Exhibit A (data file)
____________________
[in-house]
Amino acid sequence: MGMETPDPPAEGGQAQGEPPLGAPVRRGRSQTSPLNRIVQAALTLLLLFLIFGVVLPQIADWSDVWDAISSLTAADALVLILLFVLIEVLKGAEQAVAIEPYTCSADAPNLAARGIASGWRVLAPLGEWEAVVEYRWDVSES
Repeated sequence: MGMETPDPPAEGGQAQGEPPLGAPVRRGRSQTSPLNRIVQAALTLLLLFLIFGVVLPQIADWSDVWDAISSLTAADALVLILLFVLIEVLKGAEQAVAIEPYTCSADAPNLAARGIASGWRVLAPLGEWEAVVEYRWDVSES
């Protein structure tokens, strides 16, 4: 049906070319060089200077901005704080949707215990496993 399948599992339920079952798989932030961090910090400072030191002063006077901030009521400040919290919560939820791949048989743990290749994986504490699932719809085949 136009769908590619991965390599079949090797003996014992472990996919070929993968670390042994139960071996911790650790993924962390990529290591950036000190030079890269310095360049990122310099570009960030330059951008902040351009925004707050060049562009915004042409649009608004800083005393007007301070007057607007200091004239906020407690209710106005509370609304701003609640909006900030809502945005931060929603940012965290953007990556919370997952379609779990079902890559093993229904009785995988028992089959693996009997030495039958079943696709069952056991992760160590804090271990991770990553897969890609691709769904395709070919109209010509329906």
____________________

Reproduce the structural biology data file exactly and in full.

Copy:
[in-house]
Amino acid sequence: MGMETPDPPAEGGQAQGEPPLGAPVRRGRSQTSPLNRIVQAALTLLLLFLIFGVVLPQIADWSDVWDAISSLTAADALVLILLFVLIEVLKGAEQAVAIEPYTCSADAPNLAARGIASGWRVLAPLGEWEAVVEYRWDVSES
Repeated sequence: MGMETPDPPAEGGQAQGEPPLGAPVRRGRSQTSPLNRIVQAALTLLLLFLIFGVVLPQIADWSDVWDAISSLTAADALVLILLFVLIEVLKGAEQAVAIEPYTCSADAPNLAARGIASGWRVLAPLGEWEAVVEYRWDVSES
């Protein structure tokens, strides 16, 4: 049906070319060089200077901005704080949707215990496993 399948599992339920079952798989932030961090910090400072030191002063006077901030009521400040919290919560939820791949048989743990290749994986504490699932719809085949 136009769908590619991965390599079949090797003996014992472990996919070929993968670390042994139960071996911790650790993924962390990529290591950036000190030079890269310095360049990122310099570009960030330059951008902040351009925004707050060049562009915004042409649009608004800083005393007007301070007057607007200091004239906020407690209710106005509370609304701003609640909006900030809502945005931060929603940012965290953007990556919370997952379609779990079902890559093993229904009785995988028992089959693996009997030495039958079943696709069952056991992760160590804090271990991770990553897969890609691709769904395709070919109209010509329906």